115 Linden Drive - Louis Herman House

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Louis Herman is probably best known for his role as owner and operator of the department store which bore his name, but he had many other notable accomplishments and affiliations during the years he spent in Danville, Virginia.

Louis Herman (May 30, 1859 – January 24, 1950) was born in Baltimore, Maryland, the son of William H. Herman and Theresa Schloss. His father was an immigrant from Germany with his birthplace listed as Prussia and Bavaria in various census records. He often went by his middle name which is given as Hass, Henry and Hirsh in various census records. He was in the shoe business either as a shoemaker or in a shoe store. His mother was also an immigrant from Germany with her birthplace listed as being the same as that of her husband. The family was of the reformed Jewish faith.

Mr. Herman was educated in the public schools of Baltimore and entered the mercantile business as a clerk for the Philip Gehrman Company of Baltimore, later representing the firm as a traveling salesman for four years before locating in Danville in 1886. He had married Kate Heller (January 21, 1860 – November 29, 1931), a native of Baltimore, in Baltimore on March 8, 1885. She was the daughter of William H. Heller and Rosa Reisse, both immigrants from Germany.

Mr. Herman began business in Danville in partnership with a Mr. Benheim in a store called the Bee Hive located on Main Street two doors above Craghead Street, but after one year the business was dissolved and he began business under his own name, L. Herman. The first store at 329 Main Street was at the site later occupied by the Bijou Theater and the Rialto Theater. It was a small general merchandise store with dimensions of 19 by 65 feet and four employees. Effective service and honorable policies led to continued success of the business which grew in scope and importance over the years and resulted in a number of moves including a move to 341 Main Street, a site later occupied by the First National Bank, and later a move to 413 Main Street, a site later occupied by Efird’s Department Store. In 1910-11 the modern four-story L. Herman building, which still bears the L. Herman name, was built at 515-517 Main Street (GPS coordinates 36 degrees 35.254’, W 079 degrees 23.579’, Elevation 453’) which was considered an aggressive move in its day. The store prospered and became the leading department store in the City. After the death of Mr. Herman the store was acquired by Thalhimers and continued to operate successfully until the 1990s when the construction of Piedmont Mall and the advent of national big-box stores led to the decline and eventual closure of many local downtown stores. The 1993 City Directory lists the building as being an office building with a number of tenants, but also a number of vacancies. The building was eventually acquired by the City of Danville and today houses the City Registrar and other City offices.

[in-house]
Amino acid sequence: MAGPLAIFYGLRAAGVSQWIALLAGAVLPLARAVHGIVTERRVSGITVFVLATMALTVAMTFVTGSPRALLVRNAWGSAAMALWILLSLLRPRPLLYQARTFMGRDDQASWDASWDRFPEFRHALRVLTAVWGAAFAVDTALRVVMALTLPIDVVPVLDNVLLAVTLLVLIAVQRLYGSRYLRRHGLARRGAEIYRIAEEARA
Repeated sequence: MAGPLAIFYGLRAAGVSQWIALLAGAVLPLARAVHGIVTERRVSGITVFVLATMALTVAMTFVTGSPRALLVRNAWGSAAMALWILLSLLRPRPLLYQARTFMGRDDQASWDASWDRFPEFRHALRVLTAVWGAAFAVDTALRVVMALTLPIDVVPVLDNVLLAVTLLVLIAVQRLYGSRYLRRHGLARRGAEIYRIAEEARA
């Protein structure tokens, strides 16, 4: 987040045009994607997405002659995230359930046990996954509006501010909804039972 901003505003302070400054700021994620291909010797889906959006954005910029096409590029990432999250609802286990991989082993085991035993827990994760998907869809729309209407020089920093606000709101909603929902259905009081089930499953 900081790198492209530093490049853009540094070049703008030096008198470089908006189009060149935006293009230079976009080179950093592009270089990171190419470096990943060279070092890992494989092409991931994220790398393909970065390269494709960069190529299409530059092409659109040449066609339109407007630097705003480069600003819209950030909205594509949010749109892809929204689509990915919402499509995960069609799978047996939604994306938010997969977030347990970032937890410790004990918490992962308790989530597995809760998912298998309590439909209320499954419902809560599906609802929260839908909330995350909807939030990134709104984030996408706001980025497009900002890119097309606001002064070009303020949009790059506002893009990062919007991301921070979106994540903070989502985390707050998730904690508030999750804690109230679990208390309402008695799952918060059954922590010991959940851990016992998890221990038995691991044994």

L. Herman Building (515-517 Main Street)

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The 1888-89 City Directory lists Louis Herman as living at 329 Main Street, the site of his store, but by 1890-91 he was living at 121 South Jefferson Avenue, and in 1908 at 179 West Main Street where he lived until about 1930 when his address began to be listed as Hawthorne Drive in Forest Hills. Although Forest Hills was annexed by the City in 1932, it was a number of years before house numbers were assigned to all houses in the development and, until that was done, the addresses given for residents of Forest Hills was simply a street in Forest Hills. The address of L. Herman continued to be Hawthorne Drive, Forest Hills until 1947-48 when it began to be listed as 115 Linden Drive (GPS coordinates N36 degrees 34,653’ W o79 degrees 25.118’, elevation 538’) where he lived until his death in 1950 at age 90.

L. Herman was one of the directors of Danville Knitting Mills when it began operations as Danville Textile and Fabrics Manufacturing Company on April 18, 1899. After struggling and changing locations for several years, Mr. Hodnett, then President offered to the stockholders to sell his entire stock for twenty-five cents on the dollar. Urged by Mr. R. L. Dibrell, the Directors accepted the offer and then prevailed upon Mr. L. Herman to take over the company as President. He accepted and immediately began to take measures to revitalize the company. From that point on the company began to grow and prosper and L. Herman remained its President until his death. His son, J. Allan Herman continued to serve as a Director.

Early in his career Mr. Herman affiliated with the Danville Commercial Association which later became the Danville Chamber of Commerce. He served both organizations as a director. He was a director of the First National Bank and the Masonic Building Corporation and assisted in the establishment of the Retail Merchants Association. He helped organize Temple Beth Sholem on Sutherlin Avenue and did much to promote the Danville Golf Club, and the Wildwood Fishing Club. He was a member of Roman Eagle Lodge No. 122 A. F. and A.M. and a charter member of the Danville Scottish Rite bodies and a member of the Shrine. He was a member of the Kiwanis Club of Danville. He was a charter member and director of the Tuscarora Club. Politically he was a Democrat.

Mr. Herman and his wife had seven children, four of whom survived him, Jacob Allen Herman and Moses Milton Herman of Danville, Solomon Stanley Herman of Greenwich, Conn. and Mrs. Harry Calisch of Danville.